Today I’m sharing the recipe for Mambazha Pachadi, a much loved dish from my native Palakkad Iyer cuisine. It has been a hot uncomfortable summer as usual. Mangoes, jackfruit and watermelon, the first especially, are what make Indian summers bearable. We haven’t been able to enjoy mangoes very much this year though. Covid infections and the subsequent lockdowns have meant that we haven’t seen the best of the mangoes.
I usually pack as much as possible of our favourite mango dishes into our summers. Mambazha Pachadi is one of them. This is a dish made with just ripe mangoes which are sweet with a bit of tang still in them. Here mangoes are cooked with very few spices using a recipe that is simple and requires little effort. The result is a side dish that is all mango and a beautiful balance of mildly sweet and sour, salty, and spicy.
You can use any ripe mango that isn’t too fibrous. We typically use the local varieties of smaller mangoes but these aren’t always available. I made my Mambazha Pachadi with Sindhura mangoes this time. These are fleshy, juicy and rather sweet mangoes with a hint of tang before they’re fully ripe. They’re typically a mix of green and yellow colours with a distictive deep red blush. This vermilion like red gives it the name Sindhura.
The amounts of tamarind, jaggery and chilli powder used in the recipe below are just a guide. The amount you would actually use would depend on the sweetness and tang of the mangoes and your personal taste. This is traditionally served as a side dish with rice and a savoury main gravy dish like sambhar. It also goes quite well with dishes like Biryani, Pulao or Parathas. You could even serve it as a dip or sauce.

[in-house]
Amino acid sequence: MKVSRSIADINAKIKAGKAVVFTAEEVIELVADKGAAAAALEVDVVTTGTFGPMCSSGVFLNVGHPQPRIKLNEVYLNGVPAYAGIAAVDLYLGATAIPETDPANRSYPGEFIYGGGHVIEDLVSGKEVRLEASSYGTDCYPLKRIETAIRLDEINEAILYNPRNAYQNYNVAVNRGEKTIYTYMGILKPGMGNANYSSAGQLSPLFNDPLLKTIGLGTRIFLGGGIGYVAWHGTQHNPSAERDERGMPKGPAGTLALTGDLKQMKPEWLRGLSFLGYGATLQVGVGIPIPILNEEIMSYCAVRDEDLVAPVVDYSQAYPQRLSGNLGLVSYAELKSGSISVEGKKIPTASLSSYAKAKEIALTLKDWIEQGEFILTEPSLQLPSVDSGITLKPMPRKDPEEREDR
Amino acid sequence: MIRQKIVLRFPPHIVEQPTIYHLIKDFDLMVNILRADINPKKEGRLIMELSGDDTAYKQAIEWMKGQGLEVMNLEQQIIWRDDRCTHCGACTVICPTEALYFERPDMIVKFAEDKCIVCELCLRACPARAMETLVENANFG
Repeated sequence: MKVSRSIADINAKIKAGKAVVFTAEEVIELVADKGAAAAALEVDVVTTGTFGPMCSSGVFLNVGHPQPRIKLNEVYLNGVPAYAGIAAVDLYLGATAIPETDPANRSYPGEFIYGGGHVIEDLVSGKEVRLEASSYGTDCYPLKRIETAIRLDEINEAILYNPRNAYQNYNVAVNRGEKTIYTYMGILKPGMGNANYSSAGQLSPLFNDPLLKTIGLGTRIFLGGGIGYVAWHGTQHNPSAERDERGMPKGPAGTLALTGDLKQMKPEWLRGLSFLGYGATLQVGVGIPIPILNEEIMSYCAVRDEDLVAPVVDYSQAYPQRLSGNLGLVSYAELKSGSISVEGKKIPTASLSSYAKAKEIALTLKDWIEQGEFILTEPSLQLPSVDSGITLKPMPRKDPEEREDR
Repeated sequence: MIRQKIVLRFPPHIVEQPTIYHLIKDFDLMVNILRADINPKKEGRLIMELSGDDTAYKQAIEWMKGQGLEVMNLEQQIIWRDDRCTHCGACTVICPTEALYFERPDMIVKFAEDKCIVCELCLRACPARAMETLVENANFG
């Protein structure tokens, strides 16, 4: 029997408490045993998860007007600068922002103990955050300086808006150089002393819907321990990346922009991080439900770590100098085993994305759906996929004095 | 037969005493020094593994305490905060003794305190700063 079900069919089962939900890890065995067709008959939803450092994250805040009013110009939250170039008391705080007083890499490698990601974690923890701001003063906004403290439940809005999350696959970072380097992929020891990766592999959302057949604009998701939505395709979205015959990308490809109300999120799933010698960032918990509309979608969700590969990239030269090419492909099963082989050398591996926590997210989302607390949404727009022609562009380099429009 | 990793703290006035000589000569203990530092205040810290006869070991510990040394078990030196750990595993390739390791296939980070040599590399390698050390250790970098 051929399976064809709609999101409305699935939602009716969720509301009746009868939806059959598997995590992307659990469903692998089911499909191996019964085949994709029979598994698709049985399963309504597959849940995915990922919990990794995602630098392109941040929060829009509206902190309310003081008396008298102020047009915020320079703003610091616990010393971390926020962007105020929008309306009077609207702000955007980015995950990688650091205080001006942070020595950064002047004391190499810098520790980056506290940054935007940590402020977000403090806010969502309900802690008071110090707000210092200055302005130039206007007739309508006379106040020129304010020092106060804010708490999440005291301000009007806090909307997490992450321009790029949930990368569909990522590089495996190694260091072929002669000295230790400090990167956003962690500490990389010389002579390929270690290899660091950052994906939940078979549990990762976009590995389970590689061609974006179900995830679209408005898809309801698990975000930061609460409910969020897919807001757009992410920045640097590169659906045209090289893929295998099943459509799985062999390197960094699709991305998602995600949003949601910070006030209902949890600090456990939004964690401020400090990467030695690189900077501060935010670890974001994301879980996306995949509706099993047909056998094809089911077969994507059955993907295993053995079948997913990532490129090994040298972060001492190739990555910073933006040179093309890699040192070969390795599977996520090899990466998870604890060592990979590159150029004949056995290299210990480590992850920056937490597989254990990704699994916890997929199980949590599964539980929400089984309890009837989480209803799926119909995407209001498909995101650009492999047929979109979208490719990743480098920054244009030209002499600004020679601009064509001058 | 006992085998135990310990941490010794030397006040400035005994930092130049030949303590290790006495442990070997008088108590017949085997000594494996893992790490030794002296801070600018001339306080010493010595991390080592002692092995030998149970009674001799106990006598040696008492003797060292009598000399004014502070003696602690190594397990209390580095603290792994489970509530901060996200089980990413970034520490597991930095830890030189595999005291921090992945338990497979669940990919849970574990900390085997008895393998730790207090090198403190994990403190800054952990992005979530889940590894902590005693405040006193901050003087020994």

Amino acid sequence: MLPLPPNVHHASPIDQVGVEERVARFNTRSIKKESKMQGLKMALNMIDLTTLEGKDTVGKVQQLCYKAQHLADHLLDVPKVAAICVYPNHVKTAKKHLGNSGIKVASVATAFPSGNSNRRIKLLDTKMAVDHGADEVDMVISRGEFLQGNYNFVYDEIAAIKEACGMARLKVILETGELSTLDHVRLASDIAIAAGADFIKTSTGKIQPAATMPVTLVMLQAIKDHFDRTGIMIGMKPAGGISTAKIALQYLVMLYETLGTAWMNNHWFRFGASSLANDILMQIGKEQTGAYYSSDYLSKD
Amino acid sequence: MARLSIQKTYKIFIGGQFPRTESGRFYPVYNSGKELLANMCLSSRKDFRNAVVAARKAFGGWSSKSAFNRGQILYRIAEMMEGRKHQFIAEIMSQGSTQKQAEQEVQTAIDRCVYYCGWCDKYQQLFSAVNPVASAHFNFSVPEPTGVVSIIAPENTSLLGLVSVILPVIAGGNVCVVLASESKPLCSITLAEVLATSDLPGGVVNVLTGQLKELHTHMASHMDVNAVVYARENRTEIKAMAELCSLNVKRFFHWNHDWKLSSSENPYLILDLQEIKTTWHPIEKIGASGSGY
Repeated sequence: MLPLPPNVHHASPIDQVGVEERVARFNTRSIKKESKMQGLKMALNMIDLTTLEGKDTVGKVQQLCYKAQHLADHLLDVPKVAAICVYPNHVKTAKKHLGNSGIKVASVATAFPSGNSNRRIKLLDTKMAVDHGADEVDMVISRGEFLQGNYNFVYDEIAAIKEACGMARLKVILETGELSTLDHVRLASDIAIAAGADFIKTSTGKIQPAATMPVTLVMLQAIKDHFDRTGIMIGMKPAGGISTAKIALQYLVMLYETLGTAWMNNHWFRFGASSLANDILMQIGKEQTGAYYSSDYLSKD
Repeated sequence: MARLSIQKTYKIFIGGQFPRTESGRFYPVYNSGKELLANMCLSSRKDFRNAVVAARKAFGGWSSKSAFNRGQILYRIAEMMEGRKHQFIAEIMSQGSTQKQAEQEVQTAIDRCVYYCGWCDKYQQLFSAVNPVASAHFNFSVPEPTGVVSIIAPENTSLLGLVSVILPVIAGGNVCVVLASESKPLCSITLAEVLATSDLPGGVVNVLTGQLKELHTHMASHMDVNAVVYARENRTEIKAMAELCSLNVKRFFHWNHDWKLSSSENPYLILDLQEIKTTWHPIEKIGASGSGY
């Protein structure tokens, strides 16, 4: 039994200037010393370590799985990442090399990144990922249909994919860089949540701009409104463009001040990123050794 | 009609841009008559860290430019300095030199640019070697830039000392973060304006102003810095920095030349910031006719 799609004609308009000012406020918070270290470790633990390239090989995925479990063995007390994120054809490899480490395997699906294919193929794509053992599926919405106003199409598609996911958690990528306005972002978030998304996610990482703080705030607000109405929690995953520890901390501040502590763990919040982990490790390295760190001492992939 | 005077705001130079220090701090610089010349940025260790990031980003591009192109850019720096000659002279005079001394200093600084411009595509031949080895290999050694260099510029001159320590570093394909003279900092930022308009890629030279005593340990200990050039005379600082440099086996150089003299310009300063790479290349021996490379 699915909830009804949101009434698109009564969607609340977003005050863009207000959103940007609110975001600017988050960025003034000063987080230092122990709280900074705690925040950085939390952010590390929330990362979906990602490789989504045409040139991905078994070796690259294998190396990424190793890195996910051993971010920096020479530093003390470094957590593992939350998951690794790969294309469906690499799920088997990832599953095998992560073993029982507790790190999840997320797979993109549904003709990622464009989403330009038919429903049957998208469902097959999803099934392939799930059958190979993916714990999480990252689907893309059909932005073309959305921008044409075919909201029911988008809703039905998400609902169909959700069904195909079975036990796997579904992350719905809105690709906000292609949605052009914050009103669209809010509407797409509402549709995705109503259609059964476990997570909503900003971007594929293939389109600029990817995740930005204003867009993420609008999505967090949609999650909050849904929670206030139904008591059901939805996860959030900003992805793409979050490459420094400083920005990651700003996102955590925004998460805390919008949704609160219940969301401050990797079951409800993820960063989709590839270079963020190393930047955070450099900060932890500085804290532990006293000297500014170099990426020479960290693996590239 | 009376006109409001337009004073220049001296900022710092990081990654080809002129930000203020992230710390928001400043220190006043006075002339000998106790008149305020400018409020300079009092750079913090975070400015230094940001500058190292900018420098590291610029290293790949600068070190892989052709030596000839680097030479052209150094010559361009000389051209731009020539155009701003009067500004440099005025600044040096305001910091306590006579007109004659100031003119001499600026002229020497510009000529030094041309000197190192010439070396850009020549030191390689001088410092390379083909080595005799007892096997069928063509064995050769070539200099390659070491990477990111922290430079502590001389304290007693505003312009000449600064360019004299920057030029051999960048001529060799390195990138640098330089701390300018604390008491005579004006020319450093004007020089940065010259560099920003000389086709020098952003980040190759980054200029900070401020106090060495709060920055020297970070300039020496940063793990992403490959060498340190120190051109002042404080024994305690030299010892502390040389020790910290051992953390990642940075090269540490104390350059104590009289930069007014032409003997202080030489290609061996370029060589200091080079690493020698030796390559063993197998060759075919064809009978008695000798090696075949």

- 5 to 6 medium just ripe mangoes
- 1 tbsp tamarind pulp
- 1/4 tsp turmeric powder
- 1/2 tsp red chilli powder
- 1 to 2 sprigs curry leaves
- 1 to 2 tbsp powdered jaggery
- Salt to taste
- 1 1/2 tsp coconut oil
- 1 tsp mustard seeds
- 1/2 tsp fenugreek seeds
- 1/4 tsp asafetida
- 2 broken dried red chillies
- Peel and chop about 4 to 5 just ripe mangoes into largish pieces. Pulp the remaining part of the mango around the seed with your hand/fingers.
- Put everything in a small pot with about half a cup of water, very little tamarind pulp, some salt, turmeric powder, a little red chilli powder and some curry leaves.
- Cook till mangoes are soft and smaller bits are beginning to disintegrate. At this point add a powdered jaggery or brown sugar. You should have a balance of salty, slightly sweet, a bit tangy and reasonably spicy (but not too much) tastes.
- Heat a little oil in a small pan, preferably coconut oil. Temper with mustard seeds, a little urad dal, Fenugreek seeds, asafoetida, curry leaves and broken dried red chillies. Pour into the mango curry. This goes well on the side with rice, pulav and biryani. Even parathas.